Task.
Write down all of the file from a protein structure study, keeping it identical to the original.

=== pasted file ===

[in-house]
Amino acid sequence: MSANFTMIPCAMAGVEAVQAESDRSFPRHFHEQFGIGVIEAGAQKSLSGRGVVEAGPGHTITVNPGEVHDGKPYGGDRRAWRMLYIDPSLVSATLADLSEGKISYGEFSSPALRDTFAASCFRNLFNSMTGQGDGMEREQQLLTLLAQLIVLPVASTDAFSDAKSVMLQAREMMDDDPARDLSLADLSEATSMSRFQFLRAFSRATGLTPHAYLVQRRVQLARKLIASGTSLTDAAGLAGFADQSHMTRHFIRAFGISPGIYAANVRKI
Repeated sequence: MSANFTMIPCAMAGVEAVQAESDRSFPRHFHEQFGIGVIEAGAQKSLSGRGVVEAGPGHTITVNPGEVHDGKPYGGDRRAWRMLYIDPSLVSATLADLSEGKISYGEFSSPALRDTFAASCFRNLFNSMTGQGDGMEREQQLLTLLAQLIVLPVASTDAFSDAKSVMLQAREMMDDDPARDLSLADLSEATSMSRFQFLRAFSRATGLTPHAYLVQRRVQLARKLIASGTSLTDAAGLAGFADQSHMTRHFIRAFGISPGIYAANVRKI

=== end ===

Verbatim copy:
[in-house]
Amino acid sequence: MSANFTMIPCAMAGVEAVQAESDRSFPRHFHEQFGIGVIEAGAQKSLSGRGVVEAGPGHTITVNPGEVHDGKPYGGDRRAWRMLYIDPSLVSATLADLSEGKISYGEFSSPALRDTFAASCFRNLFNSMTGQGDGMEREQQLLTLLAQLIVLPVASTDAFSDAKSVMLQAREMMDDDPARDLSLADLSEATSMSRFQFLRAFSRATGLTPHAYLVQRRVQLARKLIASGTSLTDAAGLAGFADQSHMTRHFIRAFGISPGIYAANVRKI
Repeated sequence: MSANFTMIPCAMAGVEAVQAESDRSFPRHFHEQFGIGVIEAGAQKSLSGRGVVEAGPGHTITVNPGEVHDGKPYGGDRRAWRMLYIDPSLVSATLADLSEGKISYGEFSSPALRDTFAASCFRNLFNSMTGQGDGMEREQQLLTLLAQLIVLPVASTDAFSDAKSVMLQAREMMDDDPARDLSLADLSEATSMSRFQFLRAFSRATGLTPHAYLVQRRVQLARKLIASGTSLTDAAGLAGFADQSHMTRHFIRAFGISPGIYAANVRKI